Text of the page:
Posts Tagged ‘finishing projects’

Old School Approach to My PIPs

May 15, 2019

Since a great many of my PIPs (projects in piles) will become donation quilts, I’m revisiting traditional patterns for the fabric collections. As it happens, I own quite a few pattern books – but I can’t reach them. The PIPs are in front of the shelves. Luckily, the guild sells old magazines to help buy batting and labels for our outreach program. I came home with an armload and started going through them.

Here is a pattern that will work well with some of my orphan blocks. The classic four-block center with interesting borders is always a winner.

I’ve always loved this pattern, but have never had the patience to complete all the blocks necessary for a decent size quilt. I’m thinking I could pull out one fabric collection and make blocks until I get bored, then work on another project.

If you are sitting on a pile of fabrics that haven’t told you what they want to become, and have a collection of old magazines (the one above is from 1994!), flip through the pages and see what pops out. Send me a picture when you’re done.

Luck and wisdom!

Waiting for the Reveal

April 10, 2019

I am making progress with the PIPs (Projects in Piles), but nothing to photograph. Luckily, the front yard is in the process of blooming, which illustrates the way I feel about the last couple of weeks of work. I put borders on three UFOs (UnFinished Objects), and made backs for them. I suppose I could photograph the tops but I would prefer to wait until they are done. They’ll be donated when completed, but before I can get to the quilting I need to finish a few simple sewing projects. In the meantime, I will enjoy the message of the flowers – patience + perseverance = progress.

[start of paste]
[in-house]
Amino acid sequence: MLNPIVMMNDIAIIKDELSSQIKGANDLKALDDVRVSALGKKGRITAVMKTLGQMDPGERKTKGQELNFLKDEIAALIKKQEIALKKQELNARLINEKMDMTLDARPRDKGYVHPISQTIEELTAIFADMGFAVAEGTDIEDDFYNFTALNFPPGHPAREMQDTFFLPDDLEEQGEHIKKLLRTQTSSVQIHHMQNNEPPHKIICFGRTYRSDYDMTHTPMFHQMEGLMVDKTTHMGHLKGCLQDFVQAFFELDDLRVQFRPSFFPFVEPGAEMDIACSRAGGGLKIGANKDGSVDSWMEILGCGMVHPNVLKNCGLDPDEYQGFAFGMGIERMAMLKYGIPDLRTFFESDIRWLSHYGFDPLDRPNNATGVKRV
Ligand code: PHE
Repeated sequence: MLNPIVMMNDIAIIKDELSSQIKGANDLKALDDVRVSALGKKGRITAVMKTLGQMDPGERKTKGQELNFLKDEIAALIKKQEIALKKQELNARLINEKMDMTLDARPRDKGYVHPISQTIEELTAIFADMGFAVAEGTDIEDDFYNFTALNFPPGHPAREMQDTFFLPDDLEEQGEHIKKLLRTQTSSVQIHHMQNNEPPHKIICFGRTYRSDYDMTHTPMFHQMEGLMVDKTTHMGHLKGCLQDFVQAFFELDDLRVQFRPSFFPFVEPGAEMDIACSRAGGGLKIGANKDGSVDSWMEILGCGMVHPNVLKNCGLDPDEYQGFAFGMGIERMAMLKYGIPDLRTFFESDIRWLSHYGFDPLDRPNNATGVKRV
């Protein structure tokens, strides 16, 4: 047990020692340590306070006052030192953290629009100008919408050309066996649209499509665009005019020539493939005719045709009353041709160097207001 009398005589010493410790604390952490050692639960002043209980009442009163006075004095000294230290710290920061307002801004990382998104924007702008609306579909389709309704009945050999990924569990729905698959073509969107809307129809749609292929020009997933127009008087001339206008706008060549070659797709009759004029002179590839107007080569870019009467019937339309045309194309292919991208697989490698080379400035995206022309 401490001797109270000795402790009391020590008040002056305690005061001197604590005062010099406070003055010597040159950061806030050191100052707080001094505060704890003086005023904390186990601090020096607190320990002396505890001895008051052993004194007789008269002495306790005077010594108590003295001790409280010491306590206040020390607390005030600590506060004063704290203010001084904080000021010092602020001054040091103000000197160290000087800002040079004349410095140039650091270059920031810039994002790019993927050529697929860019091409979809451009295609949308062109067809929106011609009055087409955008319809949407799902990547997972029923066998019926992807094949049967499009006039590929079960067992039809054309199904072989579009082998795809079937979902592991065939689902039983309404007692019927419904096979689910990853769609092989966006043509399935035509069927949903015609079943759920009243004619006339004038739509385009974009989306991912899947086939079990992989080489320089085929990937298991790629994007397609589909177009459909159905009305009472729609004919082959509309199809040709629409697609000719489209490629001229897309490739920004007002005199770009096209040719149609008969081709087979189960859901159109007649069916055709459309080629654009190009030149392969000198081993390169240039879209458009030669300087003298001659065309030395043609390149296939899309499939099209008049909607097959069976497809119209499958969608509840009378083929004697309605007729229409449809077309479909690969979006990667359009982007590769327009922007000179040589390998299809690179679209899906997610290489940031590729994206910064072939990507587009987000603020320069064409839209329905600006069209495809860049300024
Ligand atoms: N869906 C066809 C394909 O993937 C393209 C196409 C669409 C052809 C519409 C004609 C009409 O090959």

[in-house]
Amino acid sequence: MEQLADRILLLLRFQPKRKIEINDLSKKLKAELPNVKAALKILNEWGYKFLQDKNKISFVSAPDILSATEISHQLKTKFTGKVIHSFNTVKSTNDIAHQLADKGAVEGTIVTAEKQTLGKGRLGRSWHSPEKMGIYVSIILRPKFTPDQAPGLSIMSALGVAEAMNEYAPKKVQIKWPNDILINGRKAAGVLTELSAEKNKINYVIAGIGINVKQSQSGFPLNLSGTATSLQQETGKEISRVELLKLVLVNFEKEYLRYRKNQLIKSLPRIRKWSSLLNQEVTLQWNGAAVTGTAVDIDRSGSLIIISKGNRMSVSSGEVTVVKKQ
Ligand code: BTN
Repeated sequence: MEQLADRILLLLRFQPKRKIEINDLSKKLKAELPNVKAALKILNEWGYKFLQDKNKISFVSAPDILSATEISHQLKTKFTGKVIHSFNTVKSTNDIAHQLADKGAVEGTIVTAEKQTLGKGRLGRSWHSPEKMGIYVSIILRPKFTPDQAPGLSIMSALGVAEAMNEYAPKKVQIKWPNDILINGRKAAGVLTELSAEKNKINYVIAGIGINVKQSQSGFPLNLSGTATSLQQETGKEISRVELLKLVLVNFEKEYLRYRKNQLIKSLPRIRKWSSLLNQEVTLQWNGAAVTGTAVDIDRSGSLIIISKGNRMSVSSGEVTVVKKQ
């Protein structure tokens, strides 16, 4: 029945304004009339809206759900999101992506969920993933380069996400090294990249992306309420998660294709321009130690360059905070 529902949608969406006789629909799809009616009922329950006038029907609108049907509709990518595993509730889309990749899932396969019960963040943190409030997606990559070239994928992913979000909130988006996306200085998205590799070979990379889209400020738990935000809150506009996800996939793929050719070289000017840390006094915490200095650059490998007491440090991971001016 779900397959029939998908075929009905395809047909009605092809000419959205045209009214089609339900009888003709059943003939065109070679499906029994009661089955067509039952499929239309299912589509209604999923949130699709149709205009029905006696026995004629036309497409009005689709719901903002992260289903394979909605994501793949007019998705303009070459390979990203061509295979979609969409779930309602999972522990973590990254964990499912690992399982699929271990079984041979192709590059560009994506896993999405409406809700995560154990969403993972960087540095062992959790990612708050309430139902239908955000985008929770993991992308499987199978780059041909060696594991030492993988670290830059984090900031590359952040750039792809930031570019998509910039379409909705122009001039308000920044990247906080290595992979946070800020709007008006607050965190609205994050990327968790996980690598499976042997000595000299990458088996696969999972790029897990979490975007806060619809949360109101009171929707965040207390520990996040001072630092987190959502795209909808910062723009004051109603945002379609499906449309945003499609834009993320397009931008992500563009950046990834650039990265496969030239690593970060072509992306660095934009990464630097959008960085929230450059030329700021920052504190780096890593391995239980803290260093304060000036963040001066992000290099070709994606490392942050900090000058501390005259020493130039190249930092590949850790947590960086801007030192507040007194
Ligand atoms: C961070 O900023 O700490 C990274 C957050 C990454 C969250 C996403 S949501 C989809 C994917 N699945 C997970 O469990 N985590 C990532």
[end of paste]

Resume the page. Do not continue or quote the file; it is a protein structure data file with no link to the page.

Luck and wisdom!

Display Block Doggie

April 3, 2019

I took a workshop from Nancy Brown last month. She does beautiful hand applique, and teaches her students how to get the same results. Here is the dog I made from her Labrador Retriever pattern.

I knew I would never get a full quilt out of this one block, and didn’t feel like keeping it around until I get through my other projects and can make brothers and sisters for old Blackie here. Instead, it will become a Display Block for my guild’s collection. These blocks go up at our guild outreach events, at local libraries, wherever we are offered a chance to talk about quilting. It’s much better for someone else to enjoy the block than for it to languish at the bottom of one of my piles, yes?

Luck and wisdom!

The New Challenge Begins

February 27, 2019